Glenny's account of each national group in the Balkans and its struggle for statehood is lucid and fair-minded, and he brings the culture of different nationalisms to life. The narrative is studded with sharply observed set pieces and portraits of kings, guerillas, bandits, generals and politicians. He interweaves a narrative of key events with the story of international affairs--the relations between states in the Balkans, and between them and the great powers.

It is the latter relationship that lies at the heart of this compulsively readable book. Glenny shows how great-power interference in the region has been catastrophic for the peoples of the Balkans, and how so-called "ancient hatreds" and "tribal rivalries" have often been intensified by ignorant diplomants in far-away capitals, creating states, allocating populations and redrawing borders--with deadlin results. It remains to be seen, Glenny argues in a terse epilogue, whether the most recent western intervention will have a more benign outcome.

A survey of two centuries of history, by Britain's commentator on the Balkans, Misha Glenny. It offers general readers a single narrative that explains the background to the terrible events on their television screens and provides insights into the roots of the region's reputation for violence. It also explores the origins of modern Serbia, Croatia, Bosnia, Greece, Bulgaria and Albania.
  antimuzak | Nov 5, 2005 |
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Amazon.com Amazon.com Review (ISBN 0140233776, Paperback)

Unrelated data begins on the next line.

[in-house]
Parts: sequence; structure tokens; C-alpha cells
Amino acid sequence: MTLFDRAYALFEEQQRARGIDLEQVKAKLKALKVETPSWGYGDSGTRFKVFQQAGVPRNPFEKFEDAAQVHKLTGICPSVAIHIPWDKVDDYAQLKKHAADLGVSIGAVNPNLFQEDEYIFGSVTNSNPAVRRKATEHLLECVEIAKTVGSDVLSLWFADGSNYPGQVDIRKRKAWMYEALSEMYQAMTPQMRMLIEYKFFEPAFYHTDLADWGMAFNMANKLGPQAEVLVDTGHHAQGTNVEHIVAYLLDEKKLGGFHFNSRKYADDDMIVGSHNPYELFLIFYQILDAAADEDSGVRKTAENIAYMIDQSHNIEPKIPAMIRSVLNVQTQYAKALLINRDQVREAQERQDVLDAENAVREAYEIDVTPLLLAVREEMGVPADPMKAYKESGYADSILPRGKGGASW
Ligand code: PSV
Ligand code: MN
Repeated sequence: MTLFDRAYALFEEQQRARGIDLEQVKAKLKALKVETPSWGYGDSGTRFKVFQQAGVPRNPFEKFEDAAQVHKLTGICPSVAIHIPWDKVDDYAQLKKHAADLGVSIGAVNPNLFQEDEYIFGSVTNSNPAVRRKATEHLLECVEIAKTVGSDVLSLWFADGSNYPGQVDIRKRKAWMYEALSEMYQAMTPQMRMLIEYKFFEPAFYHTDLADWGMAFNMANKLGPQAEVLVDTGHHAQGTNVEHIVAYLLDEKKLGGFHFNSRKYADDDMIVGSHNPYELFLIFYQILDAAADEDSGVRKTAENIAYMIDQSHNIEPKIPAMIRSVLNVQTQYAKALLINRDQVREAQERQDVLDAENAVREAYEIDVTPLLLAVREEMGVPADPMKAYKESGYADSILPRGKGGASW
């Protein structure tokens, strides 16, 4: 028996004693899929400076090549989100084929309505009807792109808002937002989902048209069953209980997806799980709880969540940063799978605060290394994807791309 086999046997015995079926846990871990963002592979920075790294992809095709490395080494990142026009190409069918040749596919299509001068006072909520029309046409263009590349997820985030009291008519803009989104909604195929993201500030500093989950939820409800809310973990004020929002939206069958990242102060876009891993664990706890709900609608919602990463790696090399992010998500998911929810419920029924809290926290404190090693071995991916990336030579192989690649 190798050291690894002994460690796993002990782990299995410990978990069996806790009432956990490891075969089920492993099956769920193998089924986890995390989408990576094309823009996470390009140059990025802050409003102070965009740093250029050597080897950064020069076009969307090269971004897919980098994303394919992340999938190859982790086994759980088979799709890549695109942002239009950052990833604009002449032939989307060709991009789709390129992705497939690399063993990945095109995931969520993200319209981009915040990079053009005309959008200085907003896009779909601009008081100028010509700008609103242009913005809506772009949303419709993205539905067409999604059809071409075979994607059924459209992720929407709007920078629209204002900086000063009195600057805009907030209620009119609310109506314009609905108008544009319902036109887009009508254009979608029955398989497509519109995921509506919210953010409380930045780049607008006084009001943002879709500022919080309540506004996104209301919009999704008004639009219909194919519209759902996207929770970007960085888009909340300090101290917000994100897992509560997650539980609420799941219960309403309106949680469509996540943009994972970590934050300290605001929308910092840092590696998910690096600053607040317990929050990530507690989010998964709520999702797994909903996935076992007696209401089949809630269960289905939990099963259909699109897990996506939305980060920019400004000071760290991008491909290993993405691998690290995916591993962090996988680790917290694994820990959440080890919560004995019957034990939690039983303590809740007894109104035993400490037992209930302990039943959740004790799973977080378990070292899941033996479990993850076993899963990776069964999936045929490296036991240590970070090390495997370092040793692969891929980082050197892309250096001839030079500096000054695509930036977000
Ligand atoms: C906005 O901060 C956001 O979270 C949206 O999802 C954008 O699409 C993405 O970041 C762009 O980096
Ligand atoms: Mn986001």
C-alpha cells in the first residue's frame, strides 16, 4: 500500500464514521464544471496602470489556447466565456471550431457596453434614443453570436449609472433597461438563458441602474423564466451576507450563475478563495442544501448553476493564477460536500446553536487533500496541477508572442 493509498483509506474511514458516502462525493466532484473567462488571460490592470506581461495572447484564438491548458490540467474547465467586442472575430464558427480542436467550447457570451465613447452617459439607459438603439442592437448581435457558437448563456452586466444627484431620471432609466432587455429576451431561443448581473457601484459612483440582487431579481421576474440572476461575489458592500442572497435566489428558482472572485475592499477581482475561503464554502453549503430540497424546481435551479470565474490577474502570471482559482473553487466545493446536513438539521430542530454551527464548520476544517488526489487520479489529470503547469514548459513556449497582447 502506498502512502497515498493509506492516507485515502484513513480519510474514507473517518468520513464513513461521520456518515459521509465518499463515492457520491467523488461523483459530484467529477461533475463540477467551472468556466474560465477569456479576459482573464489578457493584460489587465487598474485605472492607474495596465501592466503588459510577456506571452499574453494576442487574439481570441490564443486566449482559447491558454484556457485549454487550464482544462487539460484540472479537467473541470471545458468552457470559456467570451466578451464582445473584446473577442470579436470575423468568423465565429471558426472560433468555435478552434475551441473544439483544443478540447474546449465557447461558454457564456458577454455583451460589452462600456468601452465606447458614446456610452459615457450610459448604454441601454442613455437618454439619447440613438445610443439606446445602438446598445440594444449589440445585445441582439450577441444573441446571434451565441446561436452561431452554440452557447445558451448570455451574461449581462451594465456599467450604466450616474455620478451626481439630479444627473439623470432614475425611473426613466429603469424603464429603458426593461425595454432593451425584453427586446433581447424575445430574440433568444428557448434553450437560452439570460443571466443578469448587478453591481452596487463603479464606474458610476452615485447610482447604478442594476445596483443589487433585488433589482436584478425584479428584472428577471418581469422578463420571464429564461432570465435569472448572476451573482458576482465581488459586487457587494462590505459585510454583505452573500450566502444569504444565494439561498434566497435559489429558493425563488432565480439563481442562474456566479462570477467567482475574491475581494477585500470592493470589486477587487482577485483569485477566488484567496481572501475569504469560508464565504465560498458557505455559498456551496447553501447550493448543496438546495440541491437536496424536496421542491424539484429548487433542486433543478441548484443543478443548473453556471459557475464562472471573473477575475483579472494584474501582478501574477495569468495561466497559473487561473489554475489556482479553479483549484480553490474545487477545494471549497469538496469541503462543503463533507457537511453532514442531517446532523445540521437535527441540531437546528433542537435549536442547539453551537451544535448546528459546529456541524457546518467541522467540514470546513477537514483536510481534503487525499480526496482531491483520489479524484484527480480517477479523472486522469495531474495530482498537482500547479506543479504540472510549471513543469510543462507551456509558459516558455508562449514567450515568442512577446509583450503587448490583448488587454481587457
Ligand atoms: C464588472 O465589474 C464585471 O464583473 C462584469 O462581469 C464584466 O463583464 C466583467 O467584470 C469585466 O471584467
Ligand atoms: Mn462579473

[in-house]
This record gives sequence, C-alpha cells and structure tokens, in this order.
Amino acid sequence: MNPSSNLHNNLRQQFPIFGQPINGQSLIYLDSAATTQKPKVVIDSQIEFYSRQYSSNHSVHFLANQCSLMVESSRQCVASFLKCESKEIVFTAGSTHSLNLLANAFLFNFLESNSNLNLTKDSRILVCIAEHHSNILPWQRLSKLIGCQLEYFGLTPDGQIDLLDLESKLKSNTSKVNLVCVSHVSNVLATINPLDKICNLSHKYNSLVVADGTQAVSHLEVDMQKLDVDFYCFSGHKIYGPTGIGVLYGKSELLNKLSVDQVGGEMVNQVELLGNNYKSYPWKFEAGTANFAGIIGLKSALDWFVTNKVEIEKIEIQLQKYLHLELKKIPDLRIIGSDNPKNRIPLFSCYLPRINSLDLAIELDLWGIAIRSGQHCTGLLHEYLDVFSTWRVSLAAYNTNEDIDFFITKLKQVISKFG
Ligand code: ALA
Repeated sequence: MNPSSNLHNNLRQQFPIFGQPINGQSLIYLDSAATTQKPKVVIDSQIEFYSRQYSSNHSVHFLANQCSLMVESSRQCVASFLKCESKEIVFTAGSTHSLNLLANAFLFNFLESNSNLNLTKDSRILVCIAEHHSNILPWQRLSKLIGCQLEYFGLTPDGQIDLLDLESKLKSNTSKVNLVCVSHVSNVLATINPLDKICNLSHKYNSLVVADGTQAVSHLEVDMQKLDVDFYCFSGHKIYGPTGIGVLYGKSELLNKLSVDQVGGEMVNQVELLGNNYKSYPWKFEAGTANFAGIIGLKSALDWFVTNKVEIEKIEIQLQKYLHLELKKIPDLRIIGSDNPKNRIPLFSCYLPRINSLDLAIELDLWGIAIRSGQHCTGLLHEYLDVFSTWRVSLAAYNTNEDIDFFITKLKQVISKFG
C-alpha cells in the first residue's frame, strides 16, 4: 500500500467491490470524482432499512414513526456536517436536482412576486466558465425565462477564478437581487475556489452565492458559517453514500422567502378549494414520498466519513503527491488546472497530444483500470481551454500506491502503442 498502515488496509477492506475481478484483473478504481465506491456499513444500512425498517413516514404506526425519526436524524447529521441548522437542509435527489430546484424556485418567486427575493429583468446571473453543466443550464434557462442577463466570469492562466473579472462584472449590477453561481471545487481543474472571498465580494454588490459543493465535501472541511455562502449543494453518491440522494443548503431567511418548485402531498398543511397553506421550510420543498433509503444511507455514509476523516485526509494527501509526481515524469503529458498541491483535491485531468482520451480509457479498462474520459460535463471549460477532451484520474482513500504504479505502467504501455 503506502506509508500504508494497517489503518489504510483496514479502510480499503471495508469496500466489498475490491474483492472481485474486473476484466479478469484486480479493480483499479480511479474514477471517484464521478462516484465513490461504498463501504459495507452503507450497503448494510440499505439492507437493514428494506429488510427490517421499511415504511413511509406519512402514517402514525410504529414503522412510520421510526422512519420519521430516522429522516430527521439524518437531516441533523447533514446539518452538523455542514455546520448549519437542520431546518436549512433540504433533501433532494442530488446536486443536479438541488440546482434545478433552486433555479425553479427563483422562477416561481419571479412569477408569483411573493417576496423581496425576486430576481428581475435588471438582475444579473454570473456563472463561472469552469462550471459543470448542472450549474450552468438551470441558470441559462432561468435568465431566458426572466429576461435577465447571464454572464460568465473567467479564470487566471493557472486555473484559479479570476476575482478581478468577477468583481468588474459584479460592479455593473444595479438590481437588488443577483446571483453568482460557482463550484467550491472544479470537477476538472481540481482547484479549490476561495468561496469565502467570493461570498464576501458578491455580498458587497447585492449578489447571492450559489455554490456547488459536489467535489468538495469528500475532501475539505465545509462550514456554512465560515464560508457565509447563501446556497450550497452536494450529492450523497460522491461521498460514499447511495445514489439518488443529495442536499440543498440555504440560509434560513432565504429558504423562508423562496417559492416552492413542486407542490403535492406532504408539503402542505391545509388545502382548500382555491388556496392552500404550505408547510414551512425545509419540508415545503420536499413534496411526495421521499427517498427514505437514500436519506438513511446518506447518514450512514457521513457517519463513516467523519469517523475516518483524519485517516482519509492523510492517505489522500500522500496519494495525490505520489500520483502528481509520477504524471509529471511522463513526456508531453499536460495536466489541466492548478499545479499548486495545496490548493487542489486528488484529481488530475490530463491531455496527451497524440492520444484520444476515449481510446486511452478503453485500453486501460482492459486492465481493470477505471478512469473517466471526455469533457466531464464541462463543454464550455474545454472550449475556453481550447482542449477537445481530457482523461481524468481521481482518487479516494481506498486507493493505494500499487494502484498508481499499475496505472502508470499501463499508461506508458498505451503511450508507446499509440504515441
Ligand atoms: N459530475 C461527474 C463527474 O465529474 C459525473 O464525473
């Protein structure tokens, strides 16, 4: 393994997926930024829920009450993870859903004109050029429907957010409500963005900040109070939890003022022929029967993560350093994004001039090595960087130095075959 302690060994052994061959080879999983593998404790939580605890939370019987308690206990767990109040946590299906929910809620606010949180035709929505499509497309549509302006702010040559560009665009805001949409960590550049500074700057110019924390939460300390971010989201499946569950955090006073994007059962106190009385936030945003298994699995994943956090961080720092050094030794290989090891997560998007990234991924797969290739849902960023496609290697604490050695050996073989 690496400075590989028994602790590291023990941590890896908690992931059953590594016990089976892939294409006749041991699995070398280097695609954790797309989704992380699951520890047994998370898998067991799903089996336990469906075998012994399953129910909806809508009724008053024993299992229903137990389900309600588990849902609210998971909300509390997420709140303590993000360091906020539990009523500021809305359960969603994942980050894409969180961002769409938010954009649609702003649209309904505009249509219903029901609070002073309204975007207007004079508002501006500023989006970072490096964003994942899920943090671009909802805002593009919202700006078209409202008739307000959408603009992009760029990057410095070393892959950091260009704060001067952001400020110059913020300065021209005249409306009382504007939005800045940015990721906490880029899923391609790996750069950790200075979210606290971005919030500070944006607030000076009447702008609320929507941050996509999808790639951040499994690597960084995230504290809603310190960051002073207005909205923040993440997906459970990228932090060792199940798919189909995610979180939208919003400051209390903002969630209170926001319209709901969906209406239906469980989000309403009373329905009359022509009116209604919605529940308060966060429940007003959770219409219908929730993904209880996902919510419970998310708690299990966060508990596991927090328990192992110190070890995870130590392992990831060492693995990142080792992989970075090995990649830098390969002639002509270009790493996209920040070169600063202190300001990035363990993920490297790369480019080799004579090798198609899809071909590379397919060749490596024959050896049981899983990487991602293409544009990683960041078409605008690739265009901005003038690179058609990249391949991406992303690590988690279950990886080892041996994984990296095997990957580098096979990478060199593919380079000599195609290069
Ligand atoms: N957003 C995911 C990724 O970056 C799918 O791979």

The history of the Balkan states, like that of so much of the world, has for centuries been marked by ethnocidal fracases, savage wars of conquest, and periods of eerie calm. The mountainous region's shifting alliances and divisions have long puzzled outside observers, writes journalist Misha Glenny, the author of The Fall of Yugoslavia: "For many decades, Westerners gazed on these lands as if [they were] an ill-charted zone separating Europe's well-ordered civilization from the chaos of the Orient."

Those outsiders, Glenny suggests, have been the source of much of the Balkans' misery. In only the last two centuries, the territory has been contested by the Ottoman and Hapsburg empires, the Third Reich, and the Allies, all of whom exploited and exacerbated existing ethnic conflict. (The Nazi occupiers of Croatia, he writes, even had to rein in the fascist Ustase militia for fear that their campaign against Serbs and Muslims would only strengthen resistance to their puppet government.) And, he continues, attempts to quell the recent conflict in Bosnia have created problems of their own. He argues that war will break out anew the moment international troops are withdrawn and that the Dayton Agreement is too "full of anomalies and frictions" to stand. The intervention in Kosovo has been no better, he adds, and the Allies' misguided efforts are sure to yield only further bloodshed if the only objective is to remove Slobodan Milosevic from power. "Should the West fail to address the effects, not merely of a three-month air war in 1999, but of 120 years of miscalculation and indifference since the Congress of Berlin, then there will be little to distinguish NATO's actions from any of its great-power predecessors," Glenny concludes.

Glenny's provocative book sheds much light on recent Balkan history--and on the region's likely future. --Gregory McNamee

(retrieved from Amazon Thu, 12 Mar 2015 18:06:35 -0400)

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A survey of Balkan history since the early nineteenth century.